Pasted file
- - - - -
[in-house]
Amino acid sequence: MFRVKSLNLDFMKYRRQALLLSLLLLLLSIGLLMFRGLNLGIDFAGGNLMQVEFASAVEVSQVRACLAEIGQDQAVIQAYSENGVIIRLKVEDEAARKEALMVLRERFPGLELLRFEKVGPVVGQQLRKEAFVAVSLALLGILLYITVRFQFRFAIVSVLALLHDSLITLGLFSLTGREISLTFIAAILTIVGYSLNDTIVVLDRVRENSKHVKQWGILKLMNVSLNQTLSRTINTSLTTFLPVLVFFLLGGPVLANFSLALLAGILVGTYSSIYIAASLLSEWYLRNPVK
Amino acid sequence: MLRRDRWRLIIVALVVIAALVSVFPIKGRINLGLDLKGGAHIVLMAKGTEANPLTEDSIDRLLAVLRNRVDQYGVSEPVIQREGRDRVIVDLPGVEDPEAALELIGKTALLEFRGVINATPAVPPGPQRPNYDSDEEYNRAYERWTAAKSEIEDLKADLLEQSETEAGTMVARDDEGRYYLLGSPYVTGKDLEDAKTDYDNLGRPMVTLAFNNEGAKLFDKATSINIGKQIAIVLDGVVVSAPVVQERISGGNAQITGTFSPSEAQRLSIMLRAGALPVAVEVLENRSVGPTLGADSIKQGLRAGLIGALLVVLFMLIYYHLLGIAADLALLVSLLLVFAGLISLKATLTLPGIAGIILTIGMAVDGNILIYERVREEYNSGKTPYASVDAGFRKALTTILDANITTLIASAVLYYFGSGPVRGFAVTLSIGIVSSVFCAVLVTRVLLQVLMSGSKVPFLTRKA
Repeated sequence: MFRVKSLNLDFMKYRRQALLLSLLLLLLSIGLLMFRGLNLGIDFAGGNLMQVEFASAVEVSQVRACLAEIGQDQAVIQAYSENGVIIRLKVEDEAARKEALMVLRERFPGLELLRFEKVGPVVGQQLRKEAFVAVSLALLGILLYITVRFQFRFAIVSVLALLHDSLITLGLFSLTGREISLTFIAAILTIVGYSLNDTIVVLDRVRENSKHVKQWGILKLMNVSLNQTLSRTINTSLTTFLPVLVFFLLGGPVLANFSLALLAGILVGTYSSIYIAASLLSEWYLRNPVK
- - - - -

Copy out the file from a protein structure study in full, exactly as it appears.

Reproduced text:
[in-house]
Amino acid sequence: MFRVKSLNLDFMKYRRQALLLSLLLLLLSIGLLMFRGLNLGIDFAGGNLMQVEFASAVEVSQVRACLAEIGQDQAVIQAYSENGVIIRLKVEDEAARKEALMVLRERFPGLELLRFEKVGPVVGQQLRKEAFVAVSLALLGILLYITVRFQFRFAIVSVLALLHDSLITLGLFSLTGREISLTFIAAILTIVGYSLNDTIVVLDRVRENSKHVKQWGILKLMNVSLNQTLSRTINTSLTTFLPVLVFFLLGGPVLANFSLALLAGILVGTYSSIYIAASLLSEWYLRNPVK
Amino acid sequence: MLRRDRWRLIIVALVVIAALVSVFPIKGRINLGLDLKGGAHIVLMAKGTEANPLTEDSIDRLLAVLRNRVDQYGVSEPVIQREGRDRVIVDLPGVEDPEAALELIGKTALLEFRGVINATPAVPPGPQRPNYDSDEEYNRAYERWTAAKSEIEDLKADLLEQSETEAGTMVARDDEGRYYLLGSPYVTGKDLEDAKTDYDNLGRPMVTLAFNNEGAKLFDKATSINIGKQIAIVLDGVVVSAPVVQERISGGNAQITGTFSPSEAQRLSIMLRAGALPVAVEVLENRSVGPTLGADSIKQGLRAGLIGALLVVLFMLIYYHLLGIAADLALLVSLLLVFAGLISLKATLTLPGIAGIILTIGMAVDGNILIYERVREEYNSGKTPYASVDAGFRKALTTILDANITTLIASAVLYYFGSGPVRGFAVTLSIGIVSSVFCAVLVTRVLLQVLMSGSKVPFLTRKA
Repeated sequence: MFRVKSLNLDFMKYRRQALLLSLLLLLLSIGLLMFRGLNLGIDFAGGNLMQVEFASAVEVSQVRACLAEIGQDQAVIQAYSENGVIIRLKVEDEAARKEALMVLRERFPGLELLRFEKVGPVVGQQLRKEAFVAVSLALLGILLYITVRFQFRFAIVSVLALLHDSLITLGLFSLTGREISLTFIAAILTIVGYSLNDTIVVLDRVRENSKHVKQWGILKLMNVSLNQTLSRTINTSLTTFLPVLVFFLLGGPVLANFSLALLAGILVGTYSSIYIAASLLSEWYLRNPVK